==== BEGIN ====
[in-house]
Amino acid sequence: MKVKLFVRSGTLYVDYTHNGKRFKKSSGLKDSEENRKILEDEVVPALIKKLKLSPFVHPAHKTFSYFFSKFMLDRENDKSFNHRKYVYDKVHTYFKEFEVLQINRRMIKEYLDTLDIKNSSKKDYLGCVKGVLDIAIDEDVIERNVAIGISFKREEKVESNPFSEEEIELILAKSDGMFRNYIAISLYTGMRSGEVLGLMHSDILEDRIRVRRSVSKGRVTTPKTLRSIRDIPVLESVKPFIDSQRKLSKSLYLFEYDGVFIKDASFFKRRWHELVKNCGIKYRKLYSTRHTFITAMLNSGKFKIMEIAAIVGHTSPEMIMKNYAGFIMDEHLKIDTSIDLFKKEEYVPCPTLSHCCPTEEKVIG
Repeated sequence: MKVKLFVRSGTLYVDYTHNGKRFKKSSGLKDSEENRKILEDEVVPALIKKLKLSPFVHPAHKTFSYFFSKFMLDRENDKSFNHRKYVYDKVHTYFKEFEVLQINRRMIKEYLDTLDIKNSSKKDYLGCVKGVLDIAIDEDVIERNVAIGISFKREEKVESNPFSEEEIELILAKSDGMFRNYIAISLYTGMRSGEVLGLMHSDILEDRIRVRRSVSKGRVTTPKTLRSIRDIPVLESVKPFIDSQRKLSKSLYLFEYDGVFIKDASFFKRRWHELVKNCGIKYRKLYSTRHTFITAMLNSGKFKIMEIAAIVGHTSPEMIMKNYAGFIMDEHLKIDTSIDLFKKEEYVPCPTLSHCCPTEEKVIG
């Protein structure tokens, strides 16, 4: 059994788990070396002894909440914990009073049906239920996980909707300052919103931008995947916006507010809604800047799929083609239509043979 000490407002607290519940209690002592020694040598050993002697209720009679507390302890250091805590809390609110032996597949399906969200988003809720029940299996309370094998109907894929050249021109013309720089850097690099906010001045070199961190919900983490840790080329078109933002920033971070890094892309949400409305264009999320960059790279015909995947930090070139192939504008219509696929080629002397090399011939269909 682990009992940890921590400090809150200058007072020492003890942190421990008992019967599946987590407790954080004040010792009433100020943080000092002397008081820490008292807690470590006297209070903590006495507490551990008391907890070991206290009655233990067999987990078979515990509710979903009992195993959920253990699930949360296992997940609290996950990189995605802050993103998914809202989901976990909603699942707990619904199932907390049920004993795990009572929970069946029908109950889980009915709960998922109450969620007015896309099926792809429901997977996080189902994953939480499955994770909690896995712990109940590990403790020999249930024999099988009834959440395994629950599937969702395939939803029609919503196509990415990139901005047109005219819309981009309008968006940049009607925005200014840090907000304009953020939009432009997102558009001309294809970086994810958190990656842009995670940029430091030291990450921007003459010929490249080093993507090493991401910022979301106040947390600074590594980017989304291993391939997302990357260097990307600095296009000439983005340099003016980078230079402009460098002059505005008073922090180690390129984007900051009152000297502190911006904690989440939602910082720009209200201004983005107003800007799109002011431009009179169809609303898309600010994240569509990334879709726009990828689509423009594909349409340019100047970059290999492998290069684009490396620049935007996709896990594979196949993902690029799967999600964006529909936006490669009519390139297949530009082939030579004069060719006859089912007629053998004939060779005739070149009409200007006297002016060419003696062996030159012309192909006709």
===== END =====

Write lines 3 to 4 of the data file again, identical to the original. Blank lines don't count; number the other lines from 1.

Repeated sequence: MKVKLFVRSGTLYVDYTHNGKRFKKSSGLKDSEENRKILEDEVVPALIKKLKLSPFVHPAHKTFSYFFSKFMLDRENDKSFNHRKYVYDKVHTYFKEFEVLQINRRMIKEYLDTLDIKNSSKKDYLGCVKGVLDIAIDEDVIERNVAIGISFKREEKVESNPFSEEEIELILAKSDGMFRNYIAISLYTGMRSGEVLGLMHSDILEDRIRVRRSVSKGRVTTPKTLRSIRDIPVLESVKPFIDSQRKLSKSLYLFEYDGVFIKDASFFKRRWHELVKNCGIKYRKLYSTRHTFITAMLNSGKFKIMEIAAIVGHTSPEMIMKNYAGFIMDEHLKIDTSIDLFKKEEYVPCPTLSHCCPTEEKVIG
């Protein structure tokens, strides 16, 4: 059994788990070396002894909440914990009073049906239920996980909707300052919103931008995947916006507010809604800047799929083609239509043979 000490407002607290519940209690002592020694040598050993002697209720009679507390302890250091805590809390609110032996597949399906969200988003809720029940299996309370094998109907894929050249021109013309720089850097690099906010001045070199961190919900983490840790080329078109933002920033971070890094892309949400409305264009999320960059790279015909995947930090070139192939504008219509696929080629002397090399011939269909 682990009992940890921590400090809150200058007072020492003890942190421990008992019967599946987590407790954080004040010792009433100020943080000092002397008081820490008292807690470590006297209070903590006495507490551990008391907890070991206290009655233990067999987990078979515990509710979903009992195993959920253990699930949360296992997940609290996950990189995605802050993103998914809202989901976990909603699942707990619904199932907390049920004993795990009572929970069946029908109950889980009915709960998922109450969620007015896309099926792809429901997977996080189902994953939480499955994770909690896995712990109940590990403790020999249930024999099988009834959440395994629950599937969702395939939803029609919503196509990415990139901005047109005219819309981009309008968006940049009607925005200014840090907000304009953020939009432009997102558009001309294809970086994810958190990656842009995670940029430091030291990450921007003459010929490249080093993507090493991401910022979301106040947390600074590594980017989304291993391939997302990357260097990307600095296009000439983005340099003016980078230079402009460098002059505005008073922090180690390129984007900051009152000297502190911006904690989440939602910082720009209200201004983005107003800007799109002011431009009179169809609303898309600010994240569509990334879709726009990828689509423009594909349409340019100047970059290999492998290069684009490396620049935007996709896990594979196949993902690029799967999600964006529909936006490669009519390139297949530009082939030579004069060719006859089912007629053998004939060779005739070149009409200007006297002016060419003696062996030159012309192909006709």